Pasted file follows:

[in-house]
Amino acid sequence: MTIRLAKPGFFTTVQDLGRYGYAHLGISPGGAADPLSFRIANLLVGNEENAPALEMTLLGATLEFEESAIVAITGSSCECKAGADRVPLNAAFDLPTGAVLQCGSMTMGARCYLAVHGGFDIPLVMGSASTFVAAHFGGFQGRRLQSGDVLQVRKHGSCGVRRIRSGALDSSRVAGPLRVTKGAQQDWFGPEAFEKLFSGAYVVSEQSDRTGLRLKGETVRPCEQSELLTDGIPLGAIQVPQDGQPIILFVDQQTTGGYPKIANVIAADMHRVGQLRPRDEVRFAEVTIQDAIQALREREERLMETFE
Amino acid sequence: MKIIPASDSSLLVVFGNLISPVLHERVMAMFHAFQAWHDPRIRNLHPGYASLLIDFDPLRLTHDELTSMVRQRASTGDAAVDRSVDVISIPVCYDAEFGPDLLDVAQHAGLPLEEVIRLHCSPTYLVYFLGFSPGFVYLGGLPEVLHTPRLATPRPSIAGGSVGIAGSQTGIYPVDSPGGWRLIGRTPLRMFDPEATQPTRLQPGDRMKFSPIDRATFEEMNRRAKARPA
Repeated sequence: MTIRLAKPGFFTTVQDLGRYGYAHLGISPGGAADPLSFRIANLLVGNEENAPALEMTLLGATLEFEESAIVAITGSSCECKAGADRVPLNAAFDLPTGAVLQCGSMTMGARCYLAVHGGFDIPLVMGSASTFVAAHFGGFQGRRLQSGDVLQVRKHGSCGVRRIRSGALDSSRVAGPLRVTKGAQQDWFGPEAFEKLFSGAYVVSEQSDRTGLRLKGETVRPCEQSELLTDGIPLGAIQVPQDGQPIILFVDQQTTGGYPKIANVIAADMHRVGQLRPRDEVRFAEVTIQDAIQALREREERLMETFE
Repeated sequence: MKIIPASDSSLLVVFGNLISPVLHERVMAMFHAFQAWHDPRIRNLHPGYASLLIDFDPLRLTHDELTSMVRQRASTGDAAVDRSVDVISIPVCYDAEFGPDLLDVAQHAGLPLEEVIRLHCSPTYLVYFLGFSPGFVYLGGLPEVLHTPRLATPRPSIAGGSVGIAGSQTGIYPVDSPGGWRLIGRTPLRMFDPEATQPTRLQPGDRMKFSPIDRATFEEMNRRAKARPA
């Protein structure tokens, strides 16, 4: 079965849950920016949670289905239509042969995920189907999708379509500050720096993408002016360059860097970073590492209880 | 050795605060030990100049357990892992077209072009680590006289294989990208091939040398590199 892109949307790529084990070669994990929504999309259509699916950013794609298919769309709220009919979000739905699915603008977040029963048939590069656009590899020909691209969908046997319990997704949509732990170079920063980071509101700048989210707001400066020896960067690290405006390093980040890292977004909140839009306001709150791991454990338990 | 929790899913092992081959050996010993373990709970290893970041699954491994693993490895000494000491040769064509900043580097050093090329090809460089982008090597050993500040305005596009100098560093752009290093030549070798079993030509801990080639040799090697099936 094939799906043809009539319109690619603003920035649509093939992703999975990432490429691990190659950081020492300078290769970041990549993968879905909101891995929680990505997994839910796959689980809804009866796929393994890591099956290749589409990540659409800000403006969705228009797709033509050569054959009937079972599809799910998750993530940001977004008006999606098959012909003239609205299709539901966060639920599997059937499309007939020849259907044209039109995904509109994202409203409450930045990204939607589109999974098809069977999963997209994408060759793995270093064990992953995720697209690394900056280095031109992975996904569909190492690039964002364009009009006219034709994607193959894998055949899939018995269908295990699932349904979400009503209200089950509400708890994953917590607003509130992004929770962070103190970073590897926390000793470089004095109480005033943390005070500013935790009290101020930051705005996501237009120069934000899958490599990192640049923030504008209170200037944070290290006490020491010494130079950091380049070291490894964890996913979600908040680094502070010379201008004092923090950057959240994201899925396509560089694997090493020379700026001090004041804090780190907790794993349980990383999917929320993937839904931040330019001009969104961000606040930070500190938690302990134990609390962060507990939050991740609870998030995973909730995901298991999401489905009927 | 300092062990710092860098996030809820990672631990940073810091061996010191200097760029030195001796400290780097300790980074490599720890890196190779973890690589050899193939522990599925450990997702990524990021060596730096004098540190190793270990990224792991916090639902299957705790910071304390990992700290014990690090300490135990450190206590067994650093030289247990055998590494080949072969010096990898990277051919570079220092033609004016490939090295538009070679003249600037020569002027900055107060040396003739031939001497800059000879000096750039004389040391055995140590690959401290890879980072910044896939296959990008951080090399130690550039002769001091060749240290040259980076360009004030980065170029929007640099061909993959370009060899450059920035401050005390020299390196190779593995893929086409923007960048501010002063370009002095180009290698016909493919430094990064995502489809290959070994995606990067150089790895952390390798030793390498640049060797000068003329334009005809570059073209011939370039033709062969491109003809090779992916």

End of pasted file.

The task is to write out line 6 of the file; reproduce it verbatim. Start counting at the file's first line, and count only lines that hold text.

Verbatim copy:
């Protein structure tokens, strides 16, 4: 079965849950920016949670289905239509042969995920189907999708379509500050720096993408002016360059860097970073590492209880 | 050795605060030990100049357990892992077209072009680590006289294989990208091939040398590199 892109949307790529084990070669994990929504999309259509699916950013794609298919769309709220009919979000739905699915603008977040029963048939590069656009590899020909691209969908046997319990997704949509732990170079920063980071509101700048989210707001400066020896960067690290405006390093980040890292977004909140839009306001709150791991454990338990 | 929790899913092992081959050996010993373990709970290893970041699954491994693993490895000494000491040769064509900043580097050093090329090809460089982008090597050993500040305005596009100098560093752009290093030549070798079993030509801990080639040799090697099936 094939799906043809009539319109690619603003920035649509093939992703999975990432490429691990190659950081020492300078290769970041990549993968879905909101891995929680990505997994839910796959689980809804009866796929393994890591099956290749589409990540659409800000403006969705228009797709033509050569054959009937079972599809799910998750993530940001977004008006999606098959012909003239609205299709539901966060639920599997059937499309007939020849259907044209039109995904509109994202409203409450930045990204939607589109999974098809069977999963997209994408060759793995270093064990992953995720697209690394900056280095031109992975996904569909190492690039964002364009009009006219034709994607193959894998055949899939018995269908295990699932349904979400009503209200089950509400708890994953917590607003509130992004929770962070103190970073590897926390000793470089004095109480005033943390005070500013935790009290101020930051705005996501237009120069934000899958490599990192640049923030504008209170200037944070290290006490020491010494130079950091380049070291490894964890996913979600908040680094502070010379201008004092923090950057959240994201899925396509560089694997090493020379700026001090004041804090780190907790794993349980990383999917929320993937839904931040330019001009969104961000606040930070500190938690302990134990609390962060507990939050991740609870998030995973909730995901298991999401489905009927 | 300092062990710092860098996030809820990672631990940073810091061996010191200097760029030195001796400290780097300790980074490599720890890196190779973890690589050899193939522990599925450990997702990524990021060596730096004098540190190793270990990224792991916090639902299957705790910071304390990992700290014990690090300490135990450190206590067994650093030289247990055998590494080949072969010096990898990277051919570079220092033609004016490939090295538009070679003249600037020569002027900055107060040396003739031939001497800059000879000096750039004389040391055995140590690959401290890879980072910044896939296959990008951080090399130690550039002769001091060749240290040259980076360009004030980065170029929007640099061909993959370009060899450059920035401050005390020299390196190779593995893929086409923007960048501010002063370009002095180009290698016909493919430094990064995502489809290959070994995606990067150089790895952390390798030793390498640049060797000068003329334009005809570059073209011939370039033709062969491109003809090779992916």